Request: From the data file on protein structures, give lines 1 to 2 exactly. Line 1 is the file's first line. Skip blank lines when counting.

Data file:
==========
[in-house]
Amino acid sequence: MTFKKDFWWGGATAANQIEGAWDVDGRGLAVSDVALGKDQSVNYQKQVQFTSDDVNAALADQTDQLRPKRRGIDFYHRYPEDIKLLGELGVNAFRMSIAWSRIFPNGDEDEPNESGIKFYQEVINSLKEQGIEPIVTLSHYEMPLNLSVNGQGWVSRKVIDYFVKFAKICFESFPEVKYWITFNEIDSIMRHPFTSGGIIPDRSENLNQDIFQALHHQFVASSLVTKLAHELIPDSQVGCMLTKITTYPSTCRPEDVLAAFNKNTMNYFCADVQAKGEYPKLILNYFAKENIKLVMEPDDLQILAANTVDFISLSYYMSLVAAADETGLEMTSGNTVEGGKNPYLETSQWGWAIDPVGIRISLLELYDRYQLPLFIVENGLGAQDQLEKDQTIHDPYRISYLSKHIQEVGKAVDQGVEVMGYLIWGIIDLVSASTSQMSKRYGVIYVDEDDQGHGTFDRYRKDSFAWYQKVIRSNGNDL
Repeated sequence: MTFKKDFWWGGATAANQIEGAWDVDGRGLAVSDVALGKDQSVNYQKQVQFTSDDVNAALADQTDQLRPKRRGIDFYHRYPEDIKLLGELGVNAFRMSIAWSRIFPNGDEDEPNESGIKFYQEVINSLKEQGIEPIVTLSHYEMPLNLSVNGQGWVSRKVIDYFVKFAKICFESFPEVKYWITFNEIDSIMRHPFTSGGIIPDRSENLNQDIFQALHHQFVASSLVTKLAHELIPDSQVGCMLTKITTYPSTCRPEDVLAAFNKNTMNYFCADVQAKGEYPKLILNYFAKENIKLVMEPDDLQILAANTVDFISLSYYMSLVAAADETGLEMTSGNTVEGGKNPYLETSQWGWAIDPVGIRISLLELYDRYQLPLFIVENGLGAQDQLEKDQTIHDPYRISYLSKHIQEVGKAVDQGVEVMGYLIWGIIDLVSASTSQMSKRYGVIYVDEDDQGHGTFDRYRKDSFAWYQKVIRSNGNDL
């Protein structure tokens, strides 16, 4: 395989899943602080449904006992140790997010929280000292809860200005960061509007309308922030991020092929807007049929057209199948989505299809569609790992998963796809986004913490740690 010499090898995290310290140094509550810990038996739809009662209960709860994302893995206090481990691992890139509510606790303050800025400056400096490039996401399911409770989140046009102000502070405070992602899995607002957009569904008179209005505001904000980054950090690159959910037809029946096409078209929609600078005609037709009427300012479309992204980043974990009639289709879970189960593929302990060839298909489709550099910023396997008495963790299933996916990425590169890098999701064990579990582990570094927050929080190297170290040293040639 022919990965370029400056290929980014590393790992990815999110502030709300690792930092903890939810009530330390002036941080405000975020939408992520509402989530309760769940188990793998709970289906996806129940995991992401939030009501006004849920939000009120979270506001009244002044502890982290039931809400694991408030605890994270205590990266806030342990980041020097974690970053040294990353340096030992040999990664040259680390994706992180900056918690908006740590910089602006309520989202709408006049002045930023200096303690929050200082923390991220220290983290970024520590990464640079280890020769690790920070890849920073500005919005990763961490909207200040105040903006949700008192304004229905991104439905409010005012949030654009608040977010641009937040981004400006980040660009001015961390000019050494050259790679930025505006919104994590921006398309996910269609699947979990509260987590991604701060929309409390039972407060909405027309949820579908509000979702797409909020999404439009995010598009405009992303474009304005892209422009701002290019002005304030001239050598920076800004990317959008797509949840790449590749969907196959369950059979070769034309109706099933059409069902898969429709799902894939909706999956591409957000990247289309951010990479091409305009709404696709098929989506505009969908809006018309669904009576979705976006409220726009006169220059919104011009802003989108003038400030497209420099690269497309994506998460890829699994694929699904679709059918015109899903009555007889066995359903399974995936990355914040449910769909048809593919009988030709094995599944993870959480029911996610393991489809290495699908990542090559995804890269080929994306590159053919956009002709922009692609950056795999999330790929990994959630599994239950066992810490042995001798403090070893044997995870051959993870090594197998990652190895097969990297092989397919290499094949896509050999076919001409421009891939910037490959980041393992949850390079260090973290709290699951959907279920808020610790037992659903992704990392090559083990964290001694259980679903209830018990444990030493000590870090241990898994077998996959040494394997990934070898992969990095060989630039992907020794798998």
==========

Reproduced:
[in-house]
Amino acid sequence: MTFKKDFWWGGATAANQIEGAWDVDGRGLAVSDVALGKDQSVNYQKQVQFTSDDVNAALADQTDQLRPKRRGIDFYHRYPEDIKLLGELGVNAFRMSIAWSRIFPNGDEDEPNESGIKFYQEVINSLKEQGIEPIVTLSHYEMPLNLSVNGQGWVSRKVIDYFVKFAKICFESFPEVKYWITFNEIDSIMRHPFTSGGIIPDRSENLNQDIFQALHHQFVASSLVTKLAHELIPDSQVGCMLTKITTYPSTCRPEDVLAAFNKNTMNYFCADVQAKGEYPKLILNYFAKENIKLVMEPDDLQILAANTVDFISLSYYMSLVAAADETGLEMTSGNTVEGGKNPYLETSQWGWAIDPVGIRISLLELYDRYQLPLFIVENGLGAQDQLEKDQTIHDPYRISYLSKHIQEVGKAVDQGVEVMGYLIWGIIDLVSASTSQMSKRYGVIYVDEDDQGHGTFDRYRKDSFAWYQKVIRSNGNDL